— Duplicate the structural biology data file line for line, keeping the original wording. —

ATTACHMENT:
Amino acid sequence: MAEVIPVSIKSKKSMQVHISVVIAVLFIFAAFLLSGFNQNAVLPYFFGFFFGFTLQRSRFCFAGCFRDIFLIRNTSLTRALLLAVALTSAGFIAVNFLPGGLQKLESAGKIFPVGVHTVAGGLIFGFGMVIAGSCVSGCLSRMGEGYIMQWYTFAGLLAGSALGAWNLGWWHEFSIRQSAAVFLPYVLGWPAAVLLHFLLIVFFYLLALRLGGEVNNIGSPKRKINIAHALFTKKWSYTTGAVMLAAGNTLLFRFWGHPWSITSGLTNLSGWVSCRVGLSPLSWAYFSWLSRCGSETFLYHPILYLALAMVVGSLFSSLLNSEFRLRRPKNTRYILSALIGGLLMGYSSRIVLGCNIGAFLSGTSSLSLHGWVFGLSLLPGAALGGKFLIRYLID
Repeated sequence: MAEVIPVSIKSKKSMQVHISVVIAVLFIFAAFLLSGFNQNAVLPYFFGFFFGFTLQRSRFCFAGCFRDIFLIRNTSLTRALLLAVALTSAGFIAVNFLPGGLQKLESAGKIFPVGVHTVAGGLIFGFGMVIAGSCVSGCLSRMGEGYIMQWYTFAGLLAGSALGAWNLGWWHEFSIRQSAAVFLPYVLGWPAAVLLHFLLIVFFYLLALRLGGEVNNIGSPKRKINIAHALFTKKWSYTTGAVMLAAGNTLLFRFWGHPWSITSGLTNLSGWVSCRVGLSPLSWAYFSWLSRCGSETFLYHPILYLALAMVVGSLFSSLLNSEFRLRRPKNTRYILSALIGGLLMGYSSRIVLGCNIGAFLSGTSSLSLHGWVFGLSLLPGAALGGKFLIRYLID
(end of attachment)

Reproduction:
Amino acid sequence: MAEVIPVSIKSKKSMQVHISVVIAVLFIFAAFLLSGFNQNAVLPYFFGFFFGFTLQRSRFCFAGCFRDIFLIRNTSLTRALLLAVALTSAGFIAVNFLPGGLQKLESAGKIFPVGVHTVAGGLIFGFGMVIAGSCVSGCLSRMGEGYIMQWYTFAGLLAGSALGAWNLGWWHEFSIRQSAAVFLPYVLGWPAAVLLHFLLIVFFYLLALRLGGEVNNIGSPKRKINIAHALFTKKWSYTTGAVMLAAGNTLLFRFWGHPWSITSGLTNLSGWVSCRVGLSPLSWAYFSWLSRCGSETFLYHPILYLALAMVVGSLFSSLLNSEFRLRRPKNTRYILSALIGGLLMGYSSRIVLGCNIGAFLSGTSSLSLHGWVFGLSLLPGAALGGKFLIRYLID
Repeated sequence: MAEVIPVSIKSKKSMQVHISVVIAVLFIFAAFLLSGFNQNAVLPYFFGFFFGFTLQRSRFCFAGCFRDIFLIRNTSLTRALLLAVALTSAGFIAVNFLPGGLQKLESAGKIFPVGVHTVAGGLIFGFGMVIAGSCVSGCLSRMGEGYIMQWYTFAGLLAGSALGAWNLGWWHEFSIRQSAAVFLPYVLGWPAAVLLHFLLIVFFYLLALRLGGEVNNIGSPKRKINIAHALFTKKWSYTTGAVMLAAGNTLLFRFWGHPWSITSGLTNLSGWVSCRVGLSPLSWAYFSWLSRCGSETFLYHPILYLALAMVVGSLFSSLLNSEFRLRRPKNTRYILSALIGGLLMGYSSRIVLGCNIGAFLSGTSSLSLHGWVFGLSLLPGAALGGKFLIRYLID